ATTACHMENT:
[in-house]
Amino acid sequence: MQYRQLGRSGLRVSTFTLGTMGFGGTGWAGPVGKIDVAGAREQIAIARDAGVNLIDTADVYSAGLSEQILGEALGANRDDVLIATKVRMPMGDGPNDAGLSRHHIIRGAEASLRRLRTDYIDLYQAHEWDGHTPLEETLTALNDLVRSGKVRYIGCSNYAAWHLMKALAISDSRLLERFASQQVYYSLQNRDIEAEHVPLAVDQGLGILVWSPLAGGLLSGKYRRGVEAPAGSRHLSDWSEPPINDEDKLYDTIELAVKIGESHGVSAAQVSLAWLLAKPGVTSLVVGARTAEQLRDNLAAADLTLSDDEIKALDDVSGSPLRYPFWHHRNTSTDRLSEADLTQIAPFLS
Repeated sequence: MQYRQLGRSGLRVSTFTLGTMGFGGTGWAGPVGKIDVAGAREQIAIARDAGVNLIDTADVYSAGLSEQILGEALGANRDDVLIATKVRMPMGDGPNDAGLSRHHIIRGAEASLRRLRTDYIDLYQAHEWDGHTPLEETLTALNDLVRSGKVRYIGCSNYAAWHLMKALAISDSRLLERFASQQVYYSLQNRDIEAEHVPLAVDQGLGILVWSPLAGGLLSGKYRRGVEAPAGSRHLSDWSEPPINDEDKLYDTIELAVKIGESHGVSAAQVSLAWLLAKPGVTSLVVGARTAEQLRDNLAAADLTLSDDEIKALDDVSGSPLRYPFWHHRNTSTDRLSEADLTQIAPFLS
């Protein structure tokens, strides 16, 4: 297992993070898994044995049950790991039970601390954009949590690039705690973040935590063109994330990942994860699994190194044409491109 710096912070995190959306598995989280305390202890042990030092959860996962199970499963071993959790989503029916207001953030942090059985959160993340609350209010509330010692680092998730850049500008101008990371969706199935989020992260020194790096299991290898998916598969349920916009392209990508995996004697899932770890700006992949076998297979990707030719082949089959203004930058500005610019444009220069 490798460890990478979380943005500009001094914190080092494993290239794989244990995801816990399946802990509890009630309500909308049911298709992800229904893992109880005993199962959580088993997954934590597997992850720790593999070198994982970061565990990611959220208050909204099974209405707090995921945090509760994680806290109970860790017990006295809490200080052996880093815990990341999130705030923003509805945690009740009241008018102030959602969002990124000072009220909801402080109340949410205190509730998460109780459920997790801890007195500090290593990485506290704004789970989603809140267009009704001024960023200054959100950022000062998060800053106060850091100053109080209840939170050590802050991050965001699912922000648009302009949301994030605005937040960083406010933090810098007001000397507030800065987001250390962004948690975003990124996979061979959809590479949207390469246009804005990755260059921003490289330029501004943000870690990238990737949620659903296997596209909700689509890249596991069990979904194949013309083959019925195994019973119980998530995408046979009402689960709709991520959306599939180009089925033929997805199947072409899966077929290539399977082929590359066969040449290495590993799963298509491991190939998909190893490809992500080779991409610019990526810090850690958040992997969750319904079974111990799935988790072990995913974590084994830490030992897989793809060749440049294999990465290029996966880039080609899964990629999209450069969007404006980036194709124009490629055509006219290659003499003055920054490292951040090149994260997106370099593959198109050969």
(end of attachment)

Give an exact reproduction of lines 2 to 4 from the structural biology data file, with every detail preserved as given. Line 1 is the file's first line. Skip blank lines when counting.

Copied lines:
Amino acid sequence: MQYRQLGRSGLRVSTFTLGTMGFGGTGWAGPVGKIDVAGAREQIAIARDAGVNLIDTADVYSAGLSEQILGEALGANRDDVLIATKVRMPMGDGPNDAGLSRHHIIRGAEASLRRLRTDYIDLYQAHEWDGHTPLEETLTALNDLVRSGKVRYIGCSNYAAWHLMKALAISDSRLLERFASQQVYYSLQNRDIEAEHVPLAVDQGLGILVWSPLAGGLLSGKYRRGVEAPAGSRHLSDWSEPPINDEDKLYDTIELAVKIGESHGVSAAQVSLAWLLAKPGVTSLVVGARTAEQLRDNLAAADLTLSDDEIKALDDVSGSPLRYPFWHHRNTSTDRLSEADLTQIAPFLS
Repeated sequence: MQYRQLGRSGLRVSTFTLGTMGFGGTGWAGPVGKIDVAGAREQIAIARDAGVNLIDTADVYSAGLSEQILGEALGANRDDVLIATKVRMPMGDGPNDAGLSRHHIIRGAEASLRRLRTDYIDLYQAHEWDGHTPLEETLTALNDLVRSGKVRYIGCSNYAAWHLMKALAISDSRLLERFASQQVYYSLQNRDIEAEHVPLAVDQGLGILVWSPLAGGLLSGKYRRGVEAPAGSRHLSDWSEPPINDEDKLYDTIELAVKIGESHGVSAAQVSLAWLLAKPGVTSLVVGARTAEQLRDNLAAADLTLSDDEIKALDDVSGSPLRYPFWHHRNTSTDRLSEADLTQIAPFLS
């Protein structure tokens, strides 16, 4: 297992993070898994044995049950790991039970601390954009949590690039705690973040935590063109994330990942994860699994190194044409491109 710096912070995190959306598995989280305390202890042990030092959860996962199970499963071993959790989503029916207001953030942090059985959160993340609350209010509330010692680092998730850049500008101008990371969706199935989020992260020194790096299991290898998916598969349920916009392209990508995996004697899932770890700006992949076998297979990707030719082949089959203004930058500005610019444009220069 490798460890990478979380943005500009001094914190080092494993290239794989244990995801816990399946802990509890009630309500909308049911298709992800229904893992109880005993199962959580088993997954934590597997992850720790593999070198994982970061565990990611959220208050909204099974209405707090995921945090509760994680806290109970860790017990006295809490200080052996880093815990990341999130705030923003509805945690009740009241008018102030959602969002990124000072009220909801402080109340949410205190509730998460109780459920997790801890007195500090290593990485506290704004789970989603809140267009009704001024960023200054959100950022000062998060800053106060850091100053109080209840939170050590802050991050965001699912922000648009302009949301994030605005937040960083406010933090810098007001000397507030800065987001250390962004948690975003990124996979061979959809590479949207390469246009804005990755260059921003490289330029501004943000870690990238990737949620659903296997596209909700689509890249596991069990979904194949013309083959019925195994019973119980998530995408046979009402689960709709991520959306599939180009089925033929997805199947072409899966077929290539399977082929590359066969040449290495590993799963298509491991190939998909190893490809992500080779991409610019990526810090850690958040992997969750319904079974111990799935988790072990995913974590084994830490030992897989793809060749440049294999990465290029996966880039080609899964990629999209450069969007404006980036194709124009490629055509006219290659003499003055920054490292951040090149994260997106370099593959198109050969």